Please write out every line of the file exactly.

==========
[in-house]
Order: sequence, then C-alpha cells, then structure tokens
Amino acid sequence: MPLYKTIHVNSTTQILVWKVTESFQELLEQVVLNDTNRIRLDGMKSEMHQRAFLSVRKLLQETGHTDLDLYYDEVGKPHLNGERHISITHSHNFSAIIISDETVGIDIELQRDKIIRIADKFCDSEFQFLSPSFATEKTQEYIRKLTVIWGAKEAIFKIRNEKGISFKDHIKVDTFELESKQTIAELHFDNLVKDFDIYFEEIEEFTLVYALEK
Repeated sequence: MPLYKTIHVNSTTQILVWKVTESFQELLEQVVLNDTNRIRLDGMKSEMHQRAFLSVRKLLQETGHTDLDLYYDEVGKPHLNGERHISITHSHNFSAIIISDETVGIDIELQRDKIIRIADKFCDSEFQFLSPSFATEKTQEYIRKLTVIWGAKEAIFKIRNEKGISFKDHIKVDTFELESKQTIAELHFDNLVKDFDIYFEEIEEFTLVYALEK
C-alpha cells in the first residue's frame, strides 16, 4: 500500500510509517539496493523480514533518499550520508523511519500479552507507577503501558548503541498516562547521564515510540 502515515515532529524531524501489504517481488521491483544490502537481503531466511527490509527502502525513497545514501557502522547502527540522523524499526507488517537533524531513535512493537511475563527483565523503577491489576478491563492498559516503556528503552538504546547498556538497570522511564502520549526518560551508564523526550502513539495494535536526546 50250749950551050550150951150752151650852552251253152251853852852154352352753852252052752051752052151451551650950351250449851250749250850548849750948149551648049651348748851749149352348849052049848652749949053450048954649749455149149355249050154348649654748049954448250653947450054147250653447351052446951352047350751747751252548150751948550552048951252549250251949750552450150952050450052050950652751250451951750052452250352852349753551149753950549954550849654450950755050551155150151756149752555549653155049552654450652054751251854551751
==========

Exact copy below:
[in-house]
Order: sequence, then C-alpha cells, then structure tokens
Amino acid sequence: MPLYKTIHVNSTTQILVWKVTESFQELLEQVVLNDTNRIRLDGMKSEMHQRAFLSVRKLLQETGHTDLDLYYDEVGKPHLNGERHISITHSHNFSAIIISDETVGIDIELQRDKIIRIADKFCDSEFQFLSPSFATEKTQEYIRKLTVIWGAKEAIFKIRNEKGISFKDHIKVDTFELESKQTIAELHFDNLVKDFDIYFEEIEEFTLVYALEK
Repeated sequence: MPLYKTIHVNSTTQILVWKVTESFQELLEQVVLNDTNRIRLDGMKSEMHQRAFLSVRKLLQETGHTDLDLYYDEVGKPHLNGERHISITHSHNFSAIIISDETVGIDIELQRDKIIRIADKFCDSEFQFLSPSFATEKTQEYIRKLTVIWGAKEAIFKIRNEKGISFKDHIKVDTFELESKQTIAELHFDNLVKDFDIYFEEIEEFTLVYALEK
C-alpha cells in the first residue's frame, strides 16, 4: 500500500510509517539496493523480514533518499550520508523511519500479552507507577503501558548503541498516562547521564515510540 502515515515532529524531524501489504517481488521491483544490502537481503531466511527490509527502502525513497545514501557502522547502527540522523524499526507488517537533524531513535512493537511475563527483565523503577491489576478491563492498559516503556528503552538504546547498556538497570522511564502520549526518560551508564523526550502513539495494535536526546 50250749950551050550150951150752151650852552251253152251853852852154352352753852252052752051752052151451551650950351250449851250749250850548849750948149551648049651348748851749149352348849052049848652749949053450048954649749455149149355249050154348649654748049954448250653947450054147250653447351052446951352047350751747751252548150751948550552048951252549250251949750552450150952050450052050950652751250451951750052452250352852349753551149753950549954550849654450950755050551155150151756149752555549653155049552654450652054751251854551751